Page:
Thursday, October 1, 2009
"Poland is not yet lost"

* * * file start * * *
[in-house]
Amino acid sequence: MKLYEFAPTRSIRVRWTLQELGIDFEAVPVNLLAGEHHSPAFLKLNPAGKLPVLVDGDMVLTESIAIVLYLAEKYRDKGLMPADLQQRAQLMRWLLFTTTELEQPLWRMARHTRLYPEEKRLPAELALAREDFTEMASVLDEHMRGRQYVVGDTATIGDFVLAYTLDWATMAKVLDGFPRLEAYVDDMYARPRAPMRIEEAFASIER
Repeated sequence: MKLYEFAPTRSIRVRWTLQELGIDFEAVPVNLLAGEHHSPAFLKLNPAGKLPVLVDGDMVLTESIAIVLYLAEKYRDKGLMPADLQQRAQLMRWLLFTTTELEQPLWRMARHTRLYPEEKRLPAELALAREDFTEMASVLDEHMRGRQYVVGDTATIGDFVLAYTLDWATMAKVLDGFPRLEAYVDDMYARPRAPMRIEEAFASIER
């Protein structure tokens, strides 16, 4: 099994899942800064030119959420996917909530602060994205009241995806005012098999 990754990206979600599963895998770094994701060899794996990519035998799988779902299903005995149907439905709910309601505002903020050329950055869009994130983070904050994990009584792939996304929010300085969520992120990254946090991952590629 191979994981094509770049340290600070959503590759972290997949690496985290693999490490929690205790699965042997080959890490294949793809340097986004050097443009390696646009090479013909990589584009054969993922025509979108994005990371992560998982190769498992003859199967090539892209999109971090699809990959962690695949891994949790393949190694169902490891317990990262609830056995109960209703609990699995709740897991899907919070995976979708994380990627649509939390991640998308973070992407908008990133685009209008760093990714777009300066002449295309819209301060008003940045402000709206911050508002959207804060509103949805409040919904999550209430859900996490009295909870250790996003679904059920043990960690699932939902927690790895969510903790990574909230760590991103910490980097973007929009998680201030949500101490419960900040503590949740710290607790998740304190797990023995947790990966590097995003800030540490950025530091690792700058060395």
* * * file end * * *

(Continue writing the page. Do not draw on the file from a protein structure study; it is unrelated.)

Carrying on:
"Poland is not dead yet So long as we still live That which alien force has seized We at sabre point will retrieve." * By the 1st of October, 1939, Poland was an occupied country. Occupied not as France was occupied, or Belgium or Norway or Holland. Occupied as in savaged. Bombed beyond belief. Ruined. Brutally occupied. Polish citizens were shot without reason, without provocation. Civilians were as much the target of Nazi and Soviet brutality as the soldiers. Oh yes, by this time the USSR had invaded Poland as well. Even as Polish civilians were fleeing for their lives from the Germans, to the east, the Soviet Red Army kept its half of the agreement it had made with the Third Reich and crashed into Polish villages and cities on its eastern frontier. Thousands -- untold numbers well into the tens of thousands -- of Polish citizens were loaded onto trains and sent to Siberia. Did you know that? Didn't think so. A kind reader wrote to me yesterday, "Poland had it bad." Indeed. Crushed doesn't even begin to cover it. Warsaw was a mass of rubble, although not as ruined as it would be in the final Nazi campaign to level the city entirely in 1944. The Nazi regime intended to destroy, that is, wipe out, annihilate the Polish people to give room for good Aryans to expand, living room for Germans. A few Poles would be kept alive to provide slave labor. But the vast majority of Polish citizens were to be 'removed.' By the 1st of October, 1939, Polish boys and men had fled to the forests and begun forming up into rogue fighting units. The Polish Army held off the Germans for weeks longer than anyone could have ever imagined. Nazi forces suffered far greater losses than they had expected. But, finally, their overwhelming superiority of numbers and their tanks and trucks and other technological advantages had worn down the Polish Army and it was all but over, the initial blitzkreig, this first tragic chapter of the war. There was no Vichy style government in Poland. There were not Polish politicians and leaders who collaborated with the Nazis. But, in spite of all this, the Poles kept singing, "Poland is not yet lost..." Their national anthem, a defiant song if ever I heard one. "Poland is not dead yet," and by miracle and dogged determination and just plain cussedness, Poland was still alive at the end of the War. They lived to fight another day. *translation of the anthem largely from Norman Davies'.